Brazilian resins giant Braskem SA is seeing continued growth with its sugar-based polyethylene and also is advancing with joint venture expansion plans in Mexico.
As if that weren't enough, the São Paulo-based firm also is dealing with a polypropylene feedstocks supply issue while digesting the purchase of two separate PP businesses.
Green PE “is a very interesting niche product,” Braskem America CEO Fernando Musa said in an interview at NPE2012 in Orlando. “It's been sold mostly into packaging markets. There's a lot of demand in Asia, but demand in North America is growing as well.”
Braskem's initial 440 million-pound-capacity plant in Brazil already is operating at more than half of its capacity, and the firm is considering a second plant there as well. A pilot plant making sugar-based PP also is in the works.
But adoption of the green materials hasn't always been easy.
“The product is very consumer-oriented, but Western businesses are cost-oriented,” Musa said. “So it sometimes takes awhile to demonstrate the material's value.”
In Mexico, construction has begun on Ethylene XXI, a massive joint venture that when completed will have more than 2 billion pounds of annual capacity for high and low density PE and a similar amount of capacity for ethylene feedstock. The venture between Braskem and Mexico City conglomerate Grupo Idesa SA de CV — is expected to create 3,000 permanent jobs.
Ethylene XXI is set to be operational in mid-2015, but Musa said officials “are trying to make it sooner.” The firm already has ethane supply contacts with Pemex, the Mexican national oil company.
Braskem's big splash into North American PP has come in the last two years: Its acquisitions of the PP businesses of Sunoco Inc. and Dow Chemical Co. immediately made Braskem one of North America's largest PP makers.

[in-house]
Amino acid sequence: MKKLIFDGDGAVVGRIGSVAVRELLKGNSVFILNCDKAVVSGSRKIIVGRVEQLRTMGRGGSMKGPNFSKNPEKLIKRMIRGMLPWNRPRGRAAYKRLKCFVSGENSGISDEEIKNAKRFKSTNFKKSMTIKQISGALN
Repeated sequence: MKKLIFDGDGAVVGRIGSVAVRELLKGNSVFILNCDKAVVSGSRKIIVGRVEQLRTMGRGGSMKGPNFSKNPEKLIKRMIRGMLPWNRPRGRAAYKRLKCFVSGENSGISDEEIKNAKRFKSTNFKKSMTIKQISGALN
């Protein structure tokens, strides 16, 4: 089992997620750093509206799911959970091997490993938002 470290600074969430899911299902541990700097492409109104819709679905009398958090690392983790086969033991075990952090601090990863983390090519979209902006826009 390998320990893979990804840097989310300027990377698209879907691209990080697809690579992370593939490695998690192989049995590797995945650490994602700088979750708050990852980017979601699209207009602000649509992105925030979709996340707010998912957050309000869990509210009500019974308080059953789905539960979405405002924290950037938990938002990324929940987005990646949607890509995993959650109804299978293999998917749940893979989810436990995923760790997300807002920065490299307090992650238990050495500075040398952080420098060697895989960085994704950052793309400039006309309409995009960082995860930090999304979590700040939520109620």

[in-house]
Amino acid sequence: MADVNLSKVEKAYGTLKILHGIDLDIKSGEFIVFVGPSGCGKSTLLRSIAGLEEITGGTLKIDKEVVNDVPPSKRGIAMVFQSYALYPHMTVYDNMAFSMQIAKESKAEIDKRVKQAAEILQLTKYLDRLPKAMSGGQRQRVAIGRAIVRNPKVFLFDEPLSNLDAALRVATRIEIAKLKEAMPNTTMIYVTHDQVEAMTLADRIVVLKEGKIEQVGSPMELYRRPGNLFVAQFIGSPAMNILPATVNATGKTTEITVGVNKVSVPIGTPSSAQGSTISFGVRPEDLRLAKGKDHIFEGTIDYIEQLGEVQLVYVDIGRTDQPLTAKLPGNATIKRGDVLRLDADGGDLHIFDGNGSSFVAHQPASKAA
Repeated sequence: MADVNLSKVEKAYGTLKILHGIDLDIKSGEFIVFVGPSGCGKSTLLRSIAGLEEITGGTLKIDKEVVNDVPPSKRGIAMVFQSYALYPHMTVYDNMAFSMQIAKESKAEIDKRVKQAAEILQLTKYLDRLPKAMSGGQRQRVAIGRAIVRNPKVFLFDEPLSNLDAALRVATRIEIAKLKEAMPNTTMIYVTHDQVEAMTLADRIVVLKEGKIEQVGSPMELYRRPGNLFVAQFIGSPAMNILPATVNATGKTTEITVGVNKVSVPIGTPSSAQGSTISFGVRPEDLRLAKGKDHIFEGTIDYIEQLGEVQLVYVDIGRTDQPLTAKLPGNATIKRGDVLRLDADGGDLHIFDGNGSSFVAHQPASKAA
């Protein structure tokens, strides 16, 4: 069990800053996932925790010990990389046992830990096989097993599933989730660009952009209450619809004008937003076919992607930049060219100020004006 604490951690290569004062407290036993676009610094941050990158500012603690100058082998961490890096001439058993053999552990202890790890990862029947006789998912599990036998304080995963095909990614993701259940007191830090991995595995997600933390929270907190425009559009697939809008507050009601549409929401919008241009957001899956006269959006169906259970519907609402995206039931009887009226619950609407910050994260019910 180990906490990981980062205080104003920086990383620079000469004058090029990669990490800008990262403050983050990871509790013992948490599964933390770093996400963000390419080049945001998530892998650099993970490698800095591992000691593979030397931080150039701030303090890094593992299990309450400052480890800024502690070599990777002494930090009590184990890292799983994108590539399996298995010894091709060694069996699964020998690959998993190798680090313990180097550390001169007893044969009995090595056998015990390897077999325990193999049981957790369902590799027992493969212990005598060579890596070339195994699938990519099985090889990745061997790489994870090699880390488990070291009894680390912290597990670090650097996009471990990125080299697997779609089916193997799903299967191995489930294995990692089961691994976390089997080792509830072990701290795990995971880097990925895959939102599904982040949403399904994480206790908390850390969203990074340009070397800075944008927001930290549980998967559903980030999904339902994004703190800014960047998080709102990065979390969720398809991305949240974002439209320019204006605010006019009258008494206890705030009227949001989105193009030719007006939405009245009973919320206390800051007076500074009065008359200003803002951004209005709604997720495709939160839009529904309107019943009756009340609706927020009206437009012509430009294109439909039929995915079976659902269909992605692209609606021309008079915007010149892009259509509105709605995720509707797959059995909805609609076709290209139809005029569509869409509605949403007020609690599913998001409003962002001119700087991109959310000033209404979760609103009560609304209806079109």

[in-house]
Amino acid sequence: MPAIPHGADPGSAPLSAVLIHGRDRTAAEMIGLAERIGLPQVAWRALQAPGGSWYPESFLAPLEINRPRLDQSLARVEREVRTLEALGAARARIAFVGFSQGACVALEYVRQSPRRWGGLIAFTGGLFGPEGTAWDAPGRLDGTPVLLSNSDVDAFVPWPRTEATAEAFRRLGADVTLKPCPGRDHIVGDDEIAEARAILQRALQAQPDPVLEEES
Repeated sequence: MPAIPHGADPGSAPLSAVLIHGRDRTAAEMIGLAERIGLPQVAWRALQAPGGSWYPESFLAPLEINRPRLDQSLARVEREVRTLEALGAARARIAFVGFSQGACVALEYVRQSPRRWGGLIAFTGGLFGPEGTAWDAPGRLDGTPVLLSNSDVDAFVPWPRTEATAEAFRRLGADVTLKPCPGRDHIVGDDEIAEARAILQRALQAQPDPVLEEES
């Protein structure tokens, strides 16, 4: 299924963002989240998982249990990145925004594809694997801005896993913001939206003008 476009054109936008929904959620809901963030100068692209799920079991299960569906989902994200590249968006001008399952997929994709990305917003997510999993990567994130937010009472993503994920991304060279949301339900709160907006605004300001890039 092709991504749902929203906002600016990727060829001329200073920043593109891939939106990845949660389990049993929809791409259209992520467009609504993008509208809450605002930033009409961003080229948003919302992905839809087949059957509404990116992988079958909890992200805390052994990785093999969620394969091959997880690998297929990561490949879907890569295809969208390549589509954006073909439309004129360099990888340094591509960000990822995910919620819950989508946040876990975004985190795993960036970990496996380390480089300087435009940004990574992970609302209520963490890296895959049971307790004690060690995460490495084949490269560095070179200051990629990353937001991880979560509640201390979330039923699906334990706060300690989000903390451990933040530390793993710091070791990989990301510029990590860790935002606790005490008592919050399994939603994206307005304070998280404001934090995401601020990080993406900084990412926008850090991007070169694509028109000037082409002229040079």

But that status hasn't come without its challenges, since volatility in supplies of propylene monomer have sent PP pricing haywire, causing processors to look at other materials in some cases. On top of that, Braskem was dealt a blow when Sunoco in December closed a gasoline refinery in Marcus Hook, Pa., that had been supplying the Braskem PP plant there with propylene.
Braskem America commercial and supply Vice President Robert Nadin said the situation in Marcus Hook isn't as dire as it first appeared. Although Sunoco was the plant's largest propylene supplier, it never supplied even half of the plant's needs. Since the refinery closed, Braskem already has been contacted by several suppliers looking to fill the plant's propylene requirements, Nadin said.
Longer-term, Nadin said North American PP demand growth should rebound and average 2-3 percent for the next several years. “We'll see strength in segments like automotive and packaging, where polypropylene is the material of choice,” he said at the show, held April 1-5 in Orlando.
Nadin also said any products that might have switched from PP to other resins because of cost concerns already have done so. Last year's shutdown of a Phillips Sumika Polypropylene Co. plant in Pasadena, Texas, “allowed [North American] supply and demand to find balance,” he added.
Musa said the amount of on-purpose propylene being made in North America “should increase drastically” in just the next three years. He said Braskem currently has no plans to enter into on-purpose propylene production.